Craig and Whitney are the new “Beer Me!” columnists at LEO, and they’ve done an impeccable job of selecting sources (Scott Hand, Cory Buenning and a burned-out former brewery owner) as well as weaving them into a clear narrative.
Good stuff. With Insider Louisville’s demise, LEO has a chance to notch up its beer coverage. This is a fine beginning.
Come For The Crazy Craft Beer But Please Stay For The Classics, by Craig and Whitney Martin (LEO Weekly)
“May I try that Northeast Lactose Milkshake Hazy Bourbon-Barrel Aged Avocado IPA, please?” New beer styles are trending faster than tweets about Trump. Hey, we’re not knocking it. We had a spicy pickle gose at Urban Artifact in Cincy a few weeks ago that was legit. But, with the propagation of “creative” craft, what role, if any, do classic beer styles play?
What is a “classic” beer style?
Avery Brewing Co. brews an Egyptian beer from a recipe dating to around 1800 BCE as part of its “Ancient Ale” series. Does ancient qualify as classic? The 2019 Zymurgy Best Beers in America survey refers to winners Bell’s Two Hearted Ale and Sierra Nevada Pale Ale as “old school.” Is old school equivalent to classic? I mean, does playing Nirvana on the classic rock station make them classic? We don’t think so, but that’s probably because we’re old school.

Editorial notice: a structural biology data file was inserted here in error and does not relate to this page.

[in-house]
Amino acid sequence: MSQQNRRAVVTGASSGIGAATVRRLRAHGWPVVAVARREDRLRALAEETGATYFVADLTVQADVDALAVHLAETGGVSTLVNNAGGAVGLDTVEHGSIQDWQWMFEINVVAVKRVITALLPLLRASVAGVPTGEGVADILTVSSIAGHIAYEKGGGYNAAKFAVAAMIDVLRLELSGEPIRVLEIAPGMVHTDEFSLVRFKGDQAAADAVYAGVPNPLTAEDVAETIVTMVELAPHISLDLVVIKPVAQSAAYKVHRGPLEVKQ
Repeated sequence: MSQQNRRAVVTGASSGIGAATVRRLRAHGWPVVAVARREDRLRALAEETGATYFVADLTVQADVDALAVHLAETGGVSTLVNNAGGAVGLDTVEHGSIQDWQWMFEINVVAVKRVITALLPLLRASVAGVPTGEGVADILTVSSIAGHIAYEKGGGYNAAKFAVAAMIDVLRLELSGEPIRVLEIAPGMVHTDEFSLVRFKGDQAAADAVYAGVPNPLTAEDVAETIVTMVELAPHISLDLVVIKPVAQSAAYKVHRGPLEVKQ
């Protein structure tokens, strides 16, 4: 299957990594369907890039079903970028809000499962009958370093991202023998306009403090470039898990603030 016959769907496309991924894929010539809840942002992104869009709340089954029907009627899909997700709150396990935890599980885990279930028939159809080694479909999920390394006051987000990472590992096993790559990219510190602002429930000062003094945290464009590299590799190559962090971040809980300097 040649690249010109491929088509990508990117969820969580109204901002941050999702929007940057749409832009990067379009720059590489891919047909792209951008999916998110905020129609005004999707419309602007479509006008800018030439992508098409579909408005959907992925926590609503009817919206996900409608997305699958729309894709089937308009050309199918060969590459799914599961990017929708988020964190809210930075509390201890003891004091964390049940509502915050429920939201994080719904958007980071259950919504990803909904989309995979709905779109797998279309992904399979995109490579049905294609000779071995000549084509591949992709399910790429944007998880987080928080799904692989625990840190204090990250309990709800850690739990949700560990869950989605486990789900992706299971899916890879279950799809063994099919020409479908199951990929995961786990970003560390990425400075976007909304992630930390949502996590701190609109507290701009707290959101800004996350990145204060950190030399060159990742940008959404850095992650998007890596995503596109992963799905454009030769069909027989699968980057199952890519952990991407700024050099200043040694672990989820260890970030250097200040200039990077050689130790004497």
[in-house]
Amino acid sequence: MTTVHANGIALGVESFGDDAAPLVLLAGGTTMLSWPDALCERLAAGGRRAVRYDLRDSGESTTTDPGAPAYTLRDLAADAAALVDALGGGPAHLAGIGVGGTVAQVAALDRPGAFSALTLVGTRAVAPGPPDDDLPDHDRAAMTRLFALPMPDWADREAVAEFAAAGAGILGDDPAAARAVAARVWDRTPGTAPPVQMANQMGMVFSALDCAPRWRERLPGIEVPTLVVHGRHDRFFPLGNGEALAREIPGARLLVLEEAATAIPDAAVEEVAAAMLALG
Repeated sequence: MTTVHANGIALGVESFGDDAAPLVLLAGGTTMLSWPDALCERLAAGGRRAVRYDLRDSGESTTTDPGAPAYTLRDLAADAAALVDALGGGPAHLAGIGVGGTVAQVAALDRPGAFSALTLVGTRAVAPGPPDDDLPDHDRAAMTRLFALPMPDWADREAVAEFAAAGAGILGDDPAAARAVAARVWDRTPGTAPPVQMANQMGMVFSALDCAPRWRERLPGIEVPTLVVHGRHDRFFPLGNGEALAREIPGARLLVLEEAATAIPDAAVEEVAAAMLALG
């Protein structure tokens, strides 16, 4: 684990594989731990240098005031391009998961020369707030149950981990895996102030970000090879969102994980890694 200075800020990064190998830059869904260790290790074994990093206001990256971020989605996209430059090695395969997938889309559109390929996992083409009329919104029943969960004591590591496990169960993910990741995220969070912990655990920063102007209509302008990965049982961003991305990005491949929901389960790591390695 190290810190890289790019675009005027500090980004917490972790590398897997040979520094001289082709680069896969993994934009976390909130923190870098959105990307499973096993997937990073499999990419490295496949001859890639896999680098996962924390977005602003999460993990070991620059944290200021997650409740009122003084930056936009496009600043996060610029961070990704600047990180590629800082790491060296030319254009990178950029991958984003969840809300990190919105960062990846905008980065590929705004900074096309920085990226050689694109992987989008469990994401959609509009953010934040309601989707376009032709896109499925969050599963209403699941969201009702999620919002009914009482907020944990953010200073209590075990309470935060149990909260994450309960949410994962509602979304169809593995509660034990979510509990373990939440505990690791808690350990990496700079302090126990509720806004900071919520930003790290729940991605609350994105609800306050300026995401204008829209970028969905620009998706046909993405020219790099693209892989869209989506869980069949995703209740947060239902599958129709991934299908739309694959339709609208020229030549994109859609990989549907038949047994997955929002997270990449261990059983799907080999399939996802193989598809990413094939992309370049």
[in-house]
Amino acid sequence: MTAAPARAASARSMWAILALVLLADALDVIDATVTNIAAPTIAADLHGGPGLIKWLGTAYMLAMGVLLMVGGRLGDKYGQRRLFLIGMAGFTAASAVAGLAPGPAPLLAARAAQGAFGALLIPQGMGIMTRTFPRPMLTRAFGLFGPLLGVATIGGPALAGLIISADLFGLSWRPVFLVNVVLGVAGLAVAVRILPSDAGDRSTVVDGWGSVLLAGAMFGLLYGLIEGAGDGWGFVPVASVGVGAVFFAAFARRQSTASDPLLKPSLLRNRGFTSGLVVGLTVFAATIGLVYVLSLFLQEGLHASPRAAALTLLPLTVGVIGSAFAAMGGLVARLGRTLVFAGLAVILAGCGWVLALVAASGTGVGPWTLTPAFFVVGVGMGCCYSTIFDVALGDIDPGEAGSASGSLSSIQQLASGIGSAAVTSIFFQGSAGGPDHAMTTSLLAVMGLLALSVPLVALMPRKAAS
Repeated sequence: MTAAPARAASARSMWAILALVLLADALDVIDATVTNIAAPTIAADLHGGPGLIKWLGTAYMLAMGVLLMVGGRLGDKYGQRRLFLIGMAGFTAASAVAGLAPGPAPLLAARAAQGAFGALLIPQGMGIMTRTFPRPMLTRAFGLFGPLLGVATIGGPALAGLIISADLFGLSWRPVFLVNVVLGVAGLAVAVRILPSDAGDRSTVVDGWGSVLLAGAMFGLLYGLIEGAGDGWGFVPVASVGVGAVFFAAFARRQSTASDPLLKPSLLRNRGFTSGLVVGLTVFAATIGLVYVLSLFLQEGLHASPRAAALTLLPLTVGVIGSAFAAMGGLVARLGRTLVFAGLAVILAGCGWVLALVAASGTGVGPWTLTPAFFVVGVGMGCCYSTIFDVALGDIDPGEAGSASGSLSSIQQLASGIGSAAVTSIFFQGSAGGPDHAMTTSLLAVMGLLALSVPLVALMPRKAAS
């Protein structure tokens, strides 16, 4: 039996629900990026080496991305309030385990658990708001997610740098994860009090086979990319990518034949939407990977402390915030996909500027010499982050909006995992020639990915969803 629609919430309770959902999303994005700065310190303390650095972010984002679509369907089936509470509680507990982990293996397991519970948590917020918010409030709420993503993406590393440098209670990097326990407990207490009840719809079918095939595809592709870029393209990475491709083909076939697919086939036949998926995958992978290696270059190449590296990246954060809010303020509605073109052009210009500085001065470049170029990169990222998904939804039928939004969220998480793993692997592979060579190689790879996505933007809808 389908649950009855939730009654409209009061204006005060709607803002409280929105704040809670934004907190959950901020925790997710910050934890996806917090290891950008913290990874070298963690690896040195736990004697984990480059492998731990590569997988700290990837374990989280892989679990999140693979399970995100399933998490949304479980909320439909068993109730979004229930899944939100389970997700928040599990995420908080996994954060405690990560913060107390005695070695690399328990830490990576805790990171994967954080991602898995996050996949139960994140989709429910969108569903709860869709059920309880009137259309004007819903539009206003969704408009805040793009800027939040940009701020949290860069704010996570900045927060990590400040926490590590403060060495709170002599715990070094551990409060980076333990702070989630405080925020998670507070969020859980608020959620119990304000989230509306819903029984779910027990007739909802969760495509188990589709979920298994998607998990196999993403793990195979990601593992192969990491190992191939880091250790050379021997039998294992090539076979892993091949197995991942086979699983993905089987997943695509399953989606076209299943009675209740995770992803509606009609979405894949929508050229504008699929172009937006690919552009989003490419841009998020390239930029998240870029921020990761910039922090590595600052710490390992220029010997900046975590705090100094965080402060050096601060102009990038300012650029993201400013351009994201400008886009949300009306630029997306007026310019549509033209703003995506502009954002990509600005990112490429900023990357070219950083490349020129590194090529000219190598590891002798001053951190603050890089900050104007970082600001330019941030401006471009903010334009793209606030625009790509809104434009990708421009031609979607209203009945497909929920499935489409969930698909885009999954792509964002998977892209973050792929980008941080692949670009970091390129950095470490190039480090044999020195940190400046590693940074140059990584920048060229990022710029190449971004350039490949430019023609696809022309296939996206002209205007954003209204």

Through extensive research, we’ve deduced that the technical definition of a classic beer is “anything that falls between ancient and old school.” Think pilsners, lagers, porters and stouts that were being produced circa 1900 or earlier. To continue the music metaphor, “Hotel California” or “Won’t Get Fooled Again” are considered classics due to “the inescapable element of time and perspective” said Roger Baylor (of New Albanian Brewing Co. fame, now beer director for Pints&union in New Albany). It’s not just about when they were created but also how — the quality.
Classic beers stand the test of time …